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[262] that in that sacred region no woman need apply. After all, with due respect to the great masculine intellect, does not all this seem a little silly?

Why not simply reason about woman's intellect as we should about every other case of gradual development? For some reason or other, mere physical size had priority on this planet-first the reptile one hundred feet long, then the man six feet long. This great change made, it seems credible that even the w6man, who is only five feet long, may not be wholly crushed by her smallness, but may have her place in the universe. As, by the modern theory, man is gradually developed out of utter ignorance, so is she, but, for some reason or other, more slowly. It is but yesterday that her brain was regarded with contempt; but yesterday that it was held worth educating. How should she develop confidence in it all at once? We know nothing of the laws that occasionally bring out genius in men — that create a Shakespeare, for instance-and in her case we know still less. We only know that slowly, at long intervals, and in spite of all the obvious disadvantages of physical weakness, social discouragement, and insufficient education, she is beginning to do, here and there, what may fairly be regarded as first-class intellectual work.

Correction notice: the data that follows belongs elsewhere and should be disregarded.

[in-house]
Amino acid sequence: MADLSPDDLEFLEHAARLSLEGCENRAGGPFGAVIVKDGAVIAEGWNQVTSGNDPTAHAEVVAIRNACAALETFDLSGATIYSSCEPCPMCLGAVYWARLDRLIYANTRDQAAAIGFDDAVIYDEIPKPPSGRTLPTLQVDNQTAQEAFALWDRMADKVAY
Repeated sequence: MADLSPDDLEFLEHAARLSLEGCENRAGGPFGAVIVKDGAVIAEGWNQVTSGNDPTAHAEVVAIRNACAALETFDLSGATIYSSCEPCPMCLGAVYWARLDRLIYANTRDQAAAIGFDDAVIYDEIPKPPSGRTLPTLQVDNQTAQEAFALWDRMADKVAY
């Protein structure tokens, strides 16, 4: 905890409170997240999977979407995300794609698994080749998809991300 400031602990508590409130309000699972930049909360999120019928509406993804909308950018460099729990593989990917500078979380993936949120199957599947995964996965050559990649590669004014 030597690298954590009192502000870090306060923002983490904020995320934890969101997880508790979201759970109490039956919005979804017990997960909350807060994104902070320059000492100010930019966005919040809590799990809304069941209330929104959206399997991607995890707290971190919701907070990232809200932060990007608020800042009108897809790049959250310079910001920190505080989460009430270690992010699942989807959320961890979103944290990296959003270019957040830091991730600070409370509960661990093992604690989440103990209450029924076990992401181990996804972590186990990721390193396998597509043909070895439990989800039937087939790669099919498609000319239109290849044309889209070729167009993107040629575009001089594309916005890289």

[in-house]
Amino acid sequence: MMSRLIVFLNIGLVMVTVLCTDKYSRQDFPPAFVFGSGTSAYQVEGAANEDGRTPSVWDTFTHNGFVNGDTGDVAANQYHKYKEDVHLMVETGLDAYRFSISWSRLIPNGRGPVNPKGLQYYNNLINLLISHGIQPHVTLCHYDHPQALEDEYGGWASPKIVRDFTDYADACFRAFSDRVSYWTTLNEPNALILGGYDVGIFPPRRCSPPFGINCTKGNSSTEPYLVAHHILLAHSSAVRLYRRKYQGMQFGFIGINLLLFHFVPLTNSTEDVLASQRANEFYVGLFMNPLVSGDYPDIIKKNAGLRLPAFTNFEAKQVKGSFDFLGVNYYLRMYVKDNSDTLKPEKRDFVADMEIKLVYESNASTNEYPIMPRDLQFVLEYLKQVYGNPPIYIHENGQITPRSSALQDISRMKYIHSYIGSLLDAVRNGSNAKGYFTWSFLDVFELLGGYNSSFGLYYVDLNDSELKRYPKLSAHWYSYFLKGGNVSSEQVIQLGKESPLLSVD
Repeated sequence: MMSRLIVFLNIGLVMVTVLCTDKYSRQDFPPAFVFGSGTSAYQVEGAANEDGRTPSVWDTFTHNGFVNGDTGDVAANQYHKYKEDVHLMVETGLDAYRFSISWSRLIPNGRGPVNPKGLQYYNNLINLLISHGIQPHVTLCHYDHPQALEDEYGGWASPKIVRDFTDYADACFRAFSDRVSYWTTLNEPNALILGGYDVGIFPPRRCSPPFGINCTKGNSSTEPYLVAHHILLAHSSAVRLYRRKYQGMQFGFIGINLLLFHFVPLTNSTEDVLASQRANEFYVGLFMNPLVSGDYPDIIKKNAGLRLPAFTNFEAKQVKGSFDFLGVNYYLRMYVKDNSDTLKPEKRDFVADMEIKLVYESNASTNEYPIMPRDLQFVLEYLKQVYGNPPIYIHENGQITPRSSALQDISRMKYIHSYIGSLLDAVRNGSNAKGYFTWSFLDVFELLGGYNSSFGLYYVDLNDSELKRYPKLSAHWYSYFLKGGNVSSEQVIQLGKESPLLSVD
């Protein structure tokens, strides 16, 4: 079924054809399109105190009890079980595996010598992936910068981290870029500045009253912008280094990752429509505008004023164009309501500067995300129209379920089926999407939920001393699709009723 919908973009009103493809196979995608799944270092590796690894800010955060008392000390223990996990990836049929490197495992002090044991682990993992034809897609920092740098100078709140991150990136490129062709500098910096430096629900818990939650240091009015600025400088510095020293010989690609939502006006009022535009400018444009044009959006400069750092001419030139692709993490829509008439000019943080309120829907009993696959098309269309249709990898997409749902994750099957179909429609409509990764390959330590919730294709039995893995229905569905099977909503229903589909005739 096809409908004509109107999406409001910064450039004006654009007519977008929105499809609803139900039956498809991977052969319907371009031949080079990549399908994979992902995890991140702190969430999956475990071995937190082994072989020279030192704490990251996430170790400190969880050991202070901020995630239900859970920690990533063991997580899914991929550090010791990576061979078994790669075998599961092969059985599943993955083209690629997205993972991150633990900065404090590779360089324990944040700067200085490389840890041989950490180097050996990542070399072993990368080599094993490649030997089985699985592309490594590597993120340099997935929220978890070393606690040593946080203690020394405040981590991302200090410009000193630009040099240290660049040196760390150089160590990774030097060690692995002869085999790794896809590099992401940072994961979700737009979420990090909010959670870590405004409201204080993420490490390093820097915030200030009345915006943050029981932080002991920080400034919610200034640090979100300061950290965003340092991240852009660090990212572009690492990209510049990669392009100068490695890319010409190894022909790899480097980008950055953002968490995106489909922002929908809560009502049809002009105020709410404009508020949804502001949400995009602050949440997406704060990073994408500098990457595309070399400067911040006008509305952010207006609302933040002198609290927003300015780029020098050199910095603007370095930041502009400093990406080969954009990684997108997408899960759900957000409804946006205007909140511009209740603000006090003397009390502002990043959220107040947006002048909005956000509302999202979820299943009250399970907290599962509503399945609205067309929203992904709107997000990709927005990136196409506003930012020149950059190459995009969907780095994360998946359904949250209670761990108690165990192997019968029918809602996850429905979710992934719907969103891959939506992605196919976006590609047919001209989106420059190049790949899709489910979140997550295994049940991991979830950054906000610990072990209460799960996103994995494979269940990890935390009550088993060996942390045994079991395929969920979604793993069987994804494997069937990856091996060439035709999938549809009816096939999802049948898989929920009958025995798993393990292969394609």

Until within a century but one single instance of this success was recorded — that of Sappho, in lyric

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Sappho (1)
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